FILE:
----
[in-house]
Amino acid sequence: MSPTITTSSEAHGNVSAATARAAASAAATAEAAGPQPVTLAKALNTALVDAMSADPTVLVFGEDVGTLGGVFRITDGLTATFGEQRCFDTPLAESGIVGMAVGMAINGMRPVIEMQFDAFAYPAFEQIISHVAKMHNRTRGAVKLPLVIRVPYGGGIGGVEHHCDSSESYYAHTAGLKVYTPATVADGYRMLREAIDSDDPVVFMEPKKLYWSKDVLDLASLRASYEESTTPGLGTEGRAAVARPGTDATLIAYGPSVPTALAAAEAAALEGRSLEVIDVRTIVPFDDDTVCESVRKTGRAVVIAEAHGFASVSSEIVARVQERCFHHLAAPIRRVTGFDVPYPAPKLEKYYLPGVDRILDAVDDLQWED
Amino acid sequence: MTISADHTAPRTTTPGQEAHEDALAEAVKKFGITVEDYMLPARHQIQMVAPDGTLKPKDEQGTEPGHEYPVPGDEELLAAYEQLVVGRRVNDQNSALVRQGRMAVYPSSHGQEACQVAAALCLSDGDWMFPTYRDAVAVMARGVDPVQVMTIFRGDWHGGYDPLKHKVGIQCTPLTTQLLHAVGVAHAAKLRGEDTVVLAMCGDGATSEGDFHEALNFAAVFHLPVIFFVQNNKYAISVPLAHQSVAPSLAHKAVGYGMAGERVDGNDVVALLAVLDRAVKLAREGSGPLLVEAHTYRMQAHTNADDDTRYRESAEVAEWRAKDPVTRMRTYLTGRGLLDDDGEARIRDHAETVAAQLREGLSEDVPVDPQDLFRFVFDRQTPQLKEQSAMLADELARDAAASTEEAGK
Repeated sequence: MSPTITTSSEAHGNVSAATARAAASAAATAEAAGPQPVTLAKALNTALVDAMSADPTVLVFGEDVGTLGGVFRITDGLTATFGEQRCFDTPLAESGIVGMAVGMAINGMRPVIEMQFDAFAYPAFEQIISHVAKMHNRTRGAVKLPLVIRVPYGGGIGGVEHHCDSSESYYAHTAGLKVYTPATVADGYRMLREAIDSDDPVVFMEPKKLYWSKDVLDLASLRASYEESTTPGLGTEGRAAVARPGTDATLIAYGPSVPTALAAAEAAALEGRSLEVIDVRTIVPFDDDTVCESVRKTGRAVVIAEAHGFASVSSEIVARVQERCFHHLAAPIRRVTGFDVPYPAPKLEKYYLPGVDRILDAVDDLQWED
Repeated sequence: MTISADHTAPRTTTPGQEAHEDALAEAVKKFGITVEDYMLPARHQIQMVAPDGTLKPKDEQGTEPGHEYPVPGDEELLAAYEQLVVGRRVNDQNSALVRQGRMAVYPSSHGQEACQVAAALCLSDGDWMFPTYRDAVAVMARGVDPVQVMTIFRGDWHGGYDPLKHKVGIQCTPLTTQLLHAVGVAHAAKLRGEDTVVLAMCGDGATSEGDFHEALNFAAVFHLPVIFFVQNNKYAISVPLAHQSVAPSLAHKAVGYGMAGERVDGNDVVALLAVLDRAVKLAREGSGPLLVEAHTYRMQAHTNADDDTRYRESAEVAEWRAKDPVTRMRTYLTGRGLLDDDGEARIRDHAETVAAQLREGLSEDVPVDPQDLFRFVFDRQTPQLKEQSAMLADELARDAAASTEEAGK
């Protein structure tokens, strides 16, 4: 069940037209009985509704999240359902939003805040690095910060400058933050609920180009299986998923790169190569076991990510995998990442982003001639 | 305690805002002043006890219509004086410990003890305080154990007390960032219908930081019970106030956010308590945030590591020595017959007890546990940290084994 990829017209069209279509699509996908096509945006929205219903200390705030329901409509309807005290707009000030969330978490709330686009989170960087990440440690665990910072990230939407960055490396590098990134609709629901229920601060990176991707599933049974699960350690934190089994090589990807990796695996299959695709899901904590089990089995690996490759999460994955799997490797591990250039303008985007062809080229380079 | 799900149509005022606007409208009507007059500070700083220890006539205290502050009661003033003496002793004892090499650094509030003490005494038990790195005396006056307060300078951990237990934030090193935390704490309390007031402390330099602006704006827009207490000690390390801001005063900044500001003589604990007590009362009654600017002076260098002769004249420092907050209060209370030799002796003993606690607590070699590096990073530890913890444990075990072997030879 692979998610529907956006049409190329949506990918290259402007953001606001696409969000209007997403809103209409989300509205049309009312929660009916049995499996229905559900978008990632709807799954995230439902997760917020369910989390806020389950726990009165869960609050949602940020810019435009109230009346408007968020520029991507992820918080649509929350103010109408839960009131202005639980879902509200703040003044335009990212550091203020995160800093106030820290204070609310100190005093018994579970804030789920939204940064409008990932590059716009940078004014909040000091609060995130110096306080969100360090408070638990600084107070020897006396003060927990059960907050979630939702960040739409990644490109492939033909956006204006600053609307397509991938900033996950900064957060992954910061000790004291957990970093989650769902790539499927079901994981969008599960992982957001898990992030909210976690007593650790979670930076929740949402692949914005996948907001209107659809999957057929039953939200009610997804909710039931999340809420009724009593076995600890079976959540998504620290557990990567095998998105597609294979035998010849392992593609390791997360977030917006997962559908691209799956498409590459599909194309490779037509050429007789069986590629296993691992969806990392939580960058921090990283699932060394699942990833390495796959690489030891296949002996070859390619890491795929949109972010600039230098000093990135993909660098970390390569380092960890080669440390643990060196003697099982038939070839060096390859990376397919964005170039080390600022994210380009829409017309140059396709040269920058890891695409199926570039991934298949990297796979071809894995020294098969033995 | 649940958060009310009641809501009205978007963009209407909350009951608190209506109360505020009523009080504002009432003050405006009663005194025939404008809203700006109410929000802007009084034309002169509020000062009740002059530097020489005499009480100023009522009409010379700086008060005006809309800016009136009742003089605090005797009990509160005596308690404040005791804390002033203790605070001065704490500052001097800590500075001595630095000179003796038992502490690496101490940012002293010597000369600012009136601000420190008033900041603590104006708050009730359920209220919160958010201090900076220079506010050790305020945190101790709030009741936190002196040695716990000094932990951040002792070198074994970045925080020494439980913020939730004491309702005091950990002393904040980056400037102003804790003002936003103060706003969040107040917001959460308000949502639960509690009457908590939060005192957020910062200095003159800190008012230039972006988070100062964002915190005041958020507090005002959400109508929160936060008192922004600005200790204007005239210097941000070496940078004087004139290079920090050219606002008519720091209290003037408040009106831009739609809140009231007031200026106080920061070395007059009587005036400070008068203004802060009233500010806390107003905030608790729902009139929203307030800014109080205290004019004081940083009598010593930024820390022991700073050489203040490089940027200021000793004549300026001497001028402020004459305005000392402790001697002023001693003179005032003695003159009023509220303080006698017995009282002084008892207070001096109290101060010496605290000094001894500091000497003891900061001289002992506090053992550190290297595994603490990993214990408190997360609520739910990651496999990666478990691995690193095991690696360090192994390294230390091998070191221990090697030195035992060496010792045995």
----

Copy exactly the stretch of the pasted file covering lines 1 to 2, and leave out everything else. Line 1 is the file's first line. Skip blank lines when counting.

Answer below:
[in-house]
Amino acid sequence: MSPTITTSSEAHGNVSAATARAAASAAATAEAAGPQPVTLAKALNTALVDAMSADPTVLVFGEDVGTLGGVFRITDGLTATFGEQRCFDTPLAESGIVGMAVGMAINGMRPVIEMQFDAFAYPAFEQIISHVAKMHNRTRGAVKLPLVIRVPYGGGIGGVEHHCDSSESYYAHTAGLKVYTPATVADGYRMLREAIDSDDPVVFMEPKKLYWSKDVLDLASLRASYEESTTPGLGTEGRAAVARPGTDATLIAYGPSVPTALAAAEAAALEGRSLEVIDVRTIVPFDDDTVCESVRKTGRAVVIAEAHGFASVSSEIVARVQERCFHHLAAPIRRVTGFDVPYPAPKLEKYYLPGVDRILDAVDDLQWED